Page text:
Eco-farms, mines, markets and poverty
01.05.2010 - 30.05.2010 30 °C
And Hola Bolivia!
Coma Estas? Bien? Bien! Bueno! Moy Bueno!
Te gusta Australianos? Si si!
As you can tell by now I'm practically fluent in Spanish, though I try hard not to flaunt it like I did above.
This blog is about Bolivia though, so without further ado it is focus Ben, focus.
As you readers may know, one Miss Michelle England hijacked our blog to bring you Peru, reportedly due to my ostinato procrastination. If procrastination is the codeword for perfection these days then so be it! But before I start this blog on Bolivia context might be in order: before the land of Peru we were in Bolivia, and before Bolivia came the Pantanal in Brazil.
From the Pantanal we caught an increasingly familiar 6am bus along 6 hours of bumpy dirt road to the Bolivia/Brazil border. Getting across the Brazil part was fine, but on the Bolivian side we had the immigration officer ask Michelle and I to produce a certain amount of cash (which we didn’t have) or a credit card; somewhat bizzare having Bolivia, the 3rd poorest country in Latin America questioning us about our financial viability to visit it! Michelle had her CC on her but mine had been in my wallet - that got stolen in Mendoza. We tried to explain this but we could tell it wasn't going anywhere (and someone in front was in the same predicament and failed to convince Mr Serious), so it was time for plan B: the "we are married" card.
I had a ring I'd bought in Argentina, and casually slipped it on the left finger - stealth-like. Chelle explained we were married and shared the same card. A few suspicious looks later - whoolah, we were in! I think that makes it our first official married moment?
Once you cross the border, to get to Bolivia's first major town, Santa Cruz, you need to catch a train affectionately known as the "death train". We'd done our research on exactly why such a friendly label applied and from what we discerned it was mostly to do with the self-inflicted pain people wish upon themselves after putting up with a rickety train that stops every 5-10 minutes and is as uncomfortable as hell. That's the cheapest and nastiest train though which costs about $3-5 for 12 hours. Fortunately us super-rich-credit-card-owning tourists had another option - the ferrobus - for about $40 with seats more like an airplane cabin with air conditioning. Death train it is not, unless it is death by eating the snacks they serve at the station before you get on.
Santa Cruz had a bad rap from some travellers we had met but we quite enjoyed the city. Firstly – it has Yogun Fruz, quite possibly the best frozen yoghurt the world has yet invented. It also has a beautiful plaza that forms the heart of the central district, and is a plethora of shops, markets and food stalls surrounding it - definitely good for a day of meandering, eating and artwork and shopping. It is beginning to get a pollution problem and has too much traffic already, and will be dealing with some serious environmental and health issues in the near future. But that was nothing compared to the Bolivian capital La Paz - more on that later.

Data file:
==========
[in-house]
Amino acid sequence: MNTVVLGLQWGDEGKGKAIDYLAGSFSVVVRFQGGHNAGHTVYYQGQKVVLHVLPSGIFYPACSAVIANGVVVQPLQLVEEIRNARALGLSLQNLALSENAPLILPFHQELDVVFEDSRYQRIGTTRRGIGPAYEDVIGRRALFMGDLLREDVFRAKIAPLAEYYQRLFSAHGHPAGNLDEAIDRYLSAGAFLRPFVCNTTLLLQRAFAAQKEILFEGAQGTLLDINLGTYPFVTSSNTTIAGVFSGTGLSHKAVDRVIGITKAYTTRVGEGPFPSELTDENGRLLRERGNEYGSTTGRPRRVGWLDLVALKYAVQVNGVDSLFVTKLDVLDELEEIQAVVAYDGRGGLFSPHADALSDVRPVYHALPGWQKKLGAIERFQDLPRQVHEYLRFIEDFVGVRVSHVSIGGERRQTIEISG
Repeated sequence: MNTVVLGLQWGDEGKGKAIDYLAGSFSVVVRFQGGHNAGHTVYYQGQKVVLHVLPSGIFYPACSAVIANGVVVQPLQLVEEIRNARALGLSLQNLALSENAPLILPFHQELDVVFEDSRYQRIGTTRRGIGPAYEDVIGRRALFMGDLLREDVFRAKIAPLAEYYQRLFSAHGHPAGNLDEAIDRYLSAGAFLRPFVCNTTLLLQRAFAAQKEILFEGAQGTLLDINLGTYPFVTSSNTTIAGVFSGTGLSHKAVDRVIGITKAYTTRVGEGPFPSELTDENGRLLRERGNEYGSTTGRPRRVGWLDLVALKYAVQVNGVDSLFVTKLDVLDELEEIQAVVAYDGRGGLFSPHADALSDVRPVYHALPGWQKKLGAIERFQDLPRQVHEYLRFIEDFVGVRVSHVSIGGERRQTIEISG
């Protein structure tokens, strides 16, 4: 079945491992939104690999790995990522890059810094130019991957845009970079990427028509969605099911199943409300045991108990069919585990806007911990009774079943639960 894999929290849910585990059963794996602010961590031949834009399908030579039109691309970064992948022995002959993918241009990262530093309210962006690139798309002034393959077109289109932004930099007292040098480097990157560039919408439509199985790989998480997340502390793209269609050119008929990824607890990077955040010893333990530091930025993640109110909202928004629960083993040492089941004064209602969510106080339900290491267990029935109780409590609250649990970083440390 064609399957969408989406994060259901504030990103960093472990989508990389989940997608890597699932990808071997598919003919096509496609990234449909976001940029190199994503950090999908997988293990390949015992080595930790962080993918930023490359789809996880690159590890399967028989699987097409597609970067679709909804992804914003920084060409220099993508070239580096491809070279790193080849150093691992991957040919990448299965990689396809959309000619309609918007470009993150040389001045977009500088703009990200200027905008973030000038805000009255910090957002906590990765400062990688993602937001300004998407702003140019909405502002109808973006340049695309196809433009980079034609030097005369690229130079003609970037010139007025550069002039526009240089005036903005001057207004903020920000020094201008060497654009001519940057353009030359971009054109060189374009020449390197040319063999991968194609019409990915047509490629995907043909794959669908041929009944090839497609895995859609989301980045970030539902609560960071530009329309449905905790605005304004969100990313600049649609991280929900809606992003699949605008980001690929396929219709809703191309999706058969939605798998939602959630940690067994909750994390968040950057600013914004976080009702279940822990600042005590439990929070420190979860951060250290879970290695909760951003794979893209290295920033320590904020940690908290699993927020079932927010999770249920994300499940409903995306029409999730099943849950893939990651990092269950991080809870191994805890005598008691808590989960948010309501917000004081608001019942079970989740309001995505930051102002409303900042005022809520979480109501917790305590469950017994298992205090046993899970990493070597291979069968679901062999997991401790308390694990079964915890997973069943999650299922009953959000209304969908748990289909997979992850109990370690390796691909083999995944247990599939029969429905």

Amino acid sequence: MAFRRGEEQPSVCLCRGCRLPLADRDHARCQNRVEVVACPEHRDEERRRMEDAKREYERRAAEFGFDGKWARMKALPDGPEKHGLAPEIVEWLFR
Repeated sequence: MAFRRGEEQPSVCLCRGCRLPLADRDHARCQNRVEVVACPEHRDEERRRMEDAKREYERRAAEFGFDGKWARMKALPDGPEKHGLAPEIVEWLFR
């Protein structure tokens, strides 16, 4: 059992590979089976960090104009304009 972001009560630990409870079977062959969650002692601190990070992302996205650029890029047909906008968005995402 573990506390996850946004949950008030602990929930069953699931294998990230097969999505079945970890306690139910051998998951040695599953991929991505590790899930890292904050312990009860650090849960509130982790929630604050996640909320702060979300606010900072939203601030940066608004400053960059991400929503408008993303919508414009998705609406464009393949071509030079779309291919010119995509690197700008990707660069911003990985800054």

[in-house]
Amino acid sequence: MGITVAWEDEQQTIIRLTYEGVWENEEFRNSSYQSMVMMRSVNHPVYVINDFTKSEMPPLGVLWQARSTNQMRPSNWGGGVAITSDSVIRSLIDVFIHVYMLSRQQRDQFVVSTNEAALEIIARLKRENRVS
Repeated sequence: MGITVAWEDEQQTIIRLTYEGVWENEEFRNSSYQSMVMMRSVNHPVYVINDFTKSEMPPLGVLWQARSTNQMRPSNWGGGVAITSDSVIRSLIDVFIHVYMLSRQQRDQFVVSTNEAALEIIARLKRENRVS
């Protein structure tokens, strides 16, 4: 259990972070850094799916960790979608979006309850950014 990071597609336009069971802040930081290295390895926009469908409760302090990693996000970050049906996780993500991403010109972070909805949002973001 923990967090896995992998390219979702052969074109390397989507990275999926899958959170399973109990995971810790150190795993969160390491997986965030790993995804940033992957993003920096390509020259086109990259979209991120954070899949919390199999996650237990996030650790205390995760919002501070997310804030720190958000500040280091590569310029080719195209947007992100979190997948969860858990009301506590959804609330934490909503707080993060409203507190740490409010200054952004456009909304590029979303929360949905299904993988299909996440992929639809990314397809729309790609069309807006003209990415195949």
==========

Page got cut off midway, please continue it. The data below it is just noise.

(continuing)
Santa Cruz time was spent mostly chillin and getting up to date on blogs, etc (those were the days), but we were to return to it a week later and visit a village just out of town called Porongo that maintained a more traditional Santa Cruz lifestyle in architecture, transport, food and general day-to-day life. To get there you had to get in a truck/collectivo at one of the markets, wait till the truck filled up with people and then off you go! Half the trip off-road through dirt, mud and overflowing rivers - a very authentic outback Bolivian experience. In the town itself there's plenty of local delicacies to feast on, none of which are remotely healthy, but why let health get in the way of good taste right? Right!
At our hostel we had read about a place called Gingers Paradise that was a eco/organic farm where you could go and work to pay off some of your board - well, you saved about $1/day so it was basically volunteering.
It sounded interesting and we felt like doing something different than following lonely planet trails, so - off we went!
Getting to gingers was an adventure in itself, again it required catching a collectivo where we squashed in with about 8 people and backpacks into a Toyota Hiace, telling them to drop us off at "KM 72" and hoping they knew what that meant – or more like that they could understand our Spanglish. That's the quintessential travel though right, vague directions of how to get from A to B with you to have the fun of filling in the dots.
Once we arrived at Gingers we were greeted by two Israeli guys in their underwear (an interesting welcoming party!) and as they proceeded to change in front of us they told us to drop our bags at the cabin, get some farm friendly gear on, and head off to the field to start doing some work. Alrighty then - straight into it then I guess!